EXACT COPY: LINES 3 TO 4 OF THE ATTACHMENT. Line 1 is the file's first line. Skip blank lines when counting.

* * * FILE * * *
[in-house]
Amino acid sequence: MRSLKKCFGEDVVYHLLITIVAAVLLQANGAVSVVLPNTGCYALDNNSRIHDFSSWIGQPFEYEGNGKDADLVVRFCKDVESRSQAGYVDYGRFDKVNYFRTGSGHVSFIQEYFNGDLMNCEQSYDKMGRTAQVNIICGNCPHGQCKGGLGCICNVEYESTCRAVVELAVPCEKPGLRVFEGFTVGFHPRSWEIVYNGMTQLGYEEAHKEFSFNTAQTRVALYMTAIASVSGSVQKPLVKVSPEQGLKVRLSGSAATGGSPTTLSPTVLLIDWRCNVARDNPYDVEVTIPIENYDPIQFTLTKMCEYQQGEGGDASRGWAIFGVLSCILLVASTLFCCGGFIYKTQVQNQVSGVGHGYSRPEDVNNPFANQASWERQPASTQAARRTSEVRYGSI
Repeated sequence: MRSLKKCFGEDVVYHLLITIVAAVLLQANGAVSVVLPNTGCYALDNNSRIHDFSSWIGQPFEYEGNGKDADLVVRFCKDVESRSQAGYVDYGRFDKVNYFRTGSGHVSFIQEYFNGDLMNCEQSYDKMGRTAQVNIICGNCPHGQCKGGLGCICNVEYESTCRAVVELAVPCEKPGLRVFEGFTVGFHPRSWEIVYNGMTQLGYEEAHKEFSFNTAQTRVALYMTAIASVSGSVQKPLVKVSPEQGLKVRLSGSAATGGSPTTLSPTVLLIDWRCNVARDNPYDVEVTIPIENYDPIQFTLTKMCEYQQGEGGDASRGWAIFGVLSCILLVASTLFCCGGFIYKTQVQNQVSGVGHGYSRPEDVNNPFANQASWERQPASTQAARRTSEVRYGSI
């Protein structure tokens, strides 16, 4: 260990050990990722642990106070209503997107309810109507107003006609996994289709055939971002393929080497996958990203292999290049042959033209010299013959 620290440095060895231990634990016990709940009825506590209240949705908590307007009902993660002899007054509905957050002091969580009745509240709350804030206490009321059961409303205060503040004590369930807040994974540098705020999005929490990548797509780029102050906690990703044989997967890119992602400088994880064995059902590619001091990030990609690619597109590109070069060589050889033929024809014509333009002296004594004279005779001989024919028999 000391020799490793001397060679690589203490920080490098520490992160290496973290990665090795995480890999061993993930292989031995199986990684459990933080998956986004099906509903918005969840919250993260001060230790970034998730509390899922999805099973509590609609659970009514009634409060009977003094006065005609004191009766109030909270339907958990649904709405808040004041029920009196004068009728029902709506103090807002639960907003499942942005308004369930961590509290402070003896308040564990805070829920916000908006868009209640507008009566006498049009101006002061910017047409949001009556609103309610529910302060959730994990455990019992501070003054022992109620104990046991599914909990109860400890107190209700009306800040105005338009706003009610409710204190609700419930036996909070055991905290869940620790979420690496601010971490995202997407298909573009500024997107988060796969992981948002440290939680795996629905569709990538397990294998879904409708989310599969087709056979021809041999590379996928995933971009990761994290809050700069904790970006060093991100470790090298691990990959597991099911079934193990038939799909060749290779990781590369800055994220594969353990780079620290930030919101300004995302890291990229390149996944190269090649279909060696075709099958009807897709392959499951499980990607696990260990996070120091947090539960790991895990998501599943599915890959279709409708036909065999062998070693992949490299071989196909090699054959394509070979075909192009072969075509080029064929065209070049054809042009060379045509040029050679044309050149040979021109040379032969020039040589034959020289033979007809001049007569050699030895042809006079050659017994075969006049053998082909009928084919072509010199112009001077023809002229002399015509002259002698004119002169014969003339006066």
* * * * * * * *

Repeated sequence: MRSLKKCFGEDVVYHLLITIVAAVLLQANGAVSVVLPNTGCYALDNNSRIHDFSSWIGQPFEYEGNGKDADLVVRFCKDVESRSQAGYVDYGRFDKVNYFRTGSGHVSFIQEYFNGDLMNCEQSYDKMGRTAQVNIICGNCPHGQCKGGLGCICNVEYESTCRAVVELAVPCEKPGLRVFEGFTVGFHPRSWEIVYNGMTQLGYEEAHKEFSFNTAQTRVALYMTAIASVSGSVQKPLVKVSPEQGLKVRLSGSAATGGSPTTLSPTVLLIDWRCNVARDNPYDVEVTIPIENYDPIQFTLTKMCEYQQGEGGDASRGWAIFGVLSCILLVASTLFCCGGFIYKTQVQNQVSGVGHGYSRPEDVNNPFANQASWERQPASTQAARRTSEVRYGSI
């Protein structure tokens, strides 16, 4: 260990050990990722642990106070209503997107309810109507107003006609996994289709055939971002393929080497996958990203292999290049042959033209010299013959 620290440095060895231990634990016990709940009825506590209240949705908590307007009902993660002899007054509905957050002091969580009745509240709350804030206490009321059961409303205060503040004590369930807040994974540098705020999005929490990548797509780029102050906690990703044989997967890119992602400088994880064995059902590619001091990030990609690619597109590109070069060589050889033929024809014509333009002296004594004279005779001989024919028999 000391020799490793001397060679690589203490920080490098520490992160290496973290990665090795995480890999061993993930292989031995199986990684459990933080998956986004099906509903918005969840919250993260001060230790970034998730509390899922999805099973509590609609659970009514009634409060009977003094006065005609004191009766109030909270339907958990649904709405808040004041029920009196004068009728029902709506103090807002639960907003499942942005308004369930961590509290402070003896308040564990805070829920916000908006868009209640507008009566006498049009101006002061910017047409949001009556609103309610529910302060959730994990455990019992501070003054022992109620104990046991599914909990109860400890107190209700009306800040105005338009706003009610409710204190609700419930036996909070055991905290869940620790979420690496601010971490995202997407298909573009500024997107988060796969992981948002440290939680795996629905569709990538397990294998879904409708989310599969087709056979021809041999590379996928995933971009990761994290809050700069904790970006060093991100470790090298691990990959597991099911079934193990038939799909060749290779990781590369800055994220594969353990780079620290930030919101300004995302890291990229390149996944190269090649279909060696075709099958009807897709392959499951499980990607696990260990996070120091947090539960790991895990998501599943599915890959279709409708036909065999062998070693992949490299071989196909090699054959394509070979075909192009072969075509080029064929065209070049054809042009060379045509040029050679044309050149040979021109040379032969020039040589034959020289033979007809001049007569050699030895042809006079050659017994075969006049053998082909009928084919072509010199112009001077023809002229002399015509002259002698004119002169014969003339006066």